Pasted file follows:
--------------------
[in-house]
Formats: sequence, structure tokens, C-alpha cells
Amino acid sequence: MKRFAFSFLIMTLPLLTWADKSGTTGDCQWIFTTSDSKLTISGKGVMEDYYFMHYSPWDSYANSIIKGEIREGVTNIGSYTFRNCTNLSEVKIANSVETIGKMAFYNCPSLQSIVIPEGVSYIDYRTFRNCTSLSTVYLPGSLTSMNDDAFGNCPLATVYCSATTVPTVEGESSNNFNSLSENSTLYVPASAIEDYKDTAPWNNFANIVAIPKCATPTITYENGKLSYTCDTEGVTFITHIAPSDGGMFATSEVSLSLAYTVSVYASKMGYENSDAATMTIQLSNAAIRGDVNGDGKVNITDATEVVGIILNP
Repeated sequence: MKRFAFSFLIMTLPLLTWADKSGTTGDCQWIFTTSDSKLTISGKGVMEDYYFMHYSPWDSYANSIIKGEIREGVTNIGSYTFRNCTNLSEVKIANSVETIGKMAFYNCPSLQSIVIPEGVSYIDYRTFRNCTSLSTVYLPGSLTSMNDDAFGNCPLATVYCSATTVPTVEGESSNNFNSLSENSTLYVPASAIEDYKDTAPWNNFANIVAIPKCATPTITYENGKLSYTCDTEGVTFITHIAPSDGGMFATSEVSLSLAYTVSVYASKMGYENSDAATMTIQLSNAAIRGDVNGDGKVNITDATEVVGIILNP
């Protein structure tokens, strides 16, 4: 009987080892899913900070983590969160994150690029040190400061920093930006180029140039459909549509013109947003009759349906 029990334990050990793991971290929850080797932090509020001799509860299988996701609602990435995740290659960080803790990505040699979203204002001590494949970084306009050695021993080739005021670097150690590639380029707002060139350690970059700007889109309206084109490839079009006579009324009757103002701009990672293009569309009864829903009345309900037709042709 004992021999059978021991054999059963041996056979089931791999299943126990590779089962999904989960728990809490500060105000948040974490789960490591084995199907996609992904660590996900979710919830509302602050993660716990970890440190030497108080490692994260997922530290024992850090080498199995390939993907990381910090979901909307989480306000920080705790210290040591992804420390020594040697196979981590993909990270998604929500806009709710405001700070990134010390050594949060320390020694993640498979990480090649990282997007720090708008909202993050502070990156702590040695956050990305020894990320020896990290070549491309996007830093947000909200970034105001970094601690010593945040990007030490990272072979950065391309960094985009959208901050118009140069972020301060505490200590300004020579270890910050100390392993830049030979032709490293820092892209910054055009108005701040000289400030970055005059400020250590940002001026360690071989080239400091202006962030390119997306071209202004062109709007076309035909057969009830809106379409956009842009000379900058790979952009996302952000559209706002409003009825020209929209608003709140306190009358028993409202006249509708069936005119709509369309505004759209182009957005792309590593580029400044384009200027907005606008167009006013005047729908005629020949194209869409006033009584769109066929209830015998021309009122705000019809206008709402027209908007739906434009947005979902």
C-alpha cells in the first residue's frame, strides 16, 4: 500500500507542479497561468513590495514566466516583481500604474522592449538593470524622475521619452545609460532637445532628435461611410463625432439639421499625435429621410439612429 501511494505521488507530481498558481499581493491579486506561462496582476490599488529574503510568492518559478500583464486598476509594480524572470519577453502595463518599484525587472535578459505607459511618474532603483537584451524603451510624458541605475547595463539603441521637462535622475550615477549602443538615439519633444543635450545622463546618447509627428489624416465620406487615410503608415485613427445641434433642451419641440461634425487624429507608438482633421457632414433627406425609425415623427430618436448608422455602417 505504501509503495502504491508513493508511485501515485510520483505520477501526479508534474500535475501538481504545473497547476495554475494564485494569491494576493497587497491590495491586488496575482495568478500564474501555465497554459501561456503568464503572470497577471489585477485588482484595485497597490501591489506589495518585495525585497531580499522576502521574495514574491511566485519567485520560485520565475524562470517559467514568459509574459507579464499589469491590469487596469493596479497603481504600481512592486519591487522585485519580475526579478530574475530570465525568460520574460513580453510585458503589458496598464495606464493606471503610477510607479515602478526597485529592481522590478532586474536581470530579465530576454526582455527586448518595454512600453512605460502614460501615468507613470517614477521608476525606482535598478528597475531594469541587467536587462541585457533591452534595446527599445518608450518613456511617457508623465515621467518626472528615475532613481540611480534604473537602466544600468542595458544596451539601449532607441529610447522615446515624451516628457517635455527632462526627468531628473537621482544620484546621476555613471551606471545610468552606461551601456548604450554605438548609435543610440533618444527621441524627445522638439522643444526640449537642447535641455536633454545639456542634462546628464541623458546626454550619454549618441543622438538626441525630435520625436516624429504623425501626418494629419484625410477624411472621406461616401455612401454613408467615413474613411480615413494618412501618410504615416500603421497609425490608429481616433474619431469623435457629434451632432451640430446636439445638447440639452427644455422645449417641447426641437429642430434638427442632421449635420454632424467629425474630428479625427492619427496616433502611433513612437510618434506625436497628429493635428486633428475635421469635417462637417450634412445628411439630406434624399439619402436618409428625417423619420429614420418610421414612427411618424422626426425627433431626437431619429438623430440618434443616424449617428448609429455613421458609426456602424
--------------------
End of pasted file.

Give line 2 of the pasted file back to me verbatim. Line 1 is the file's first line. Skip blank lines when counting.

Formats: sequence, structure tokens, C-alpha cells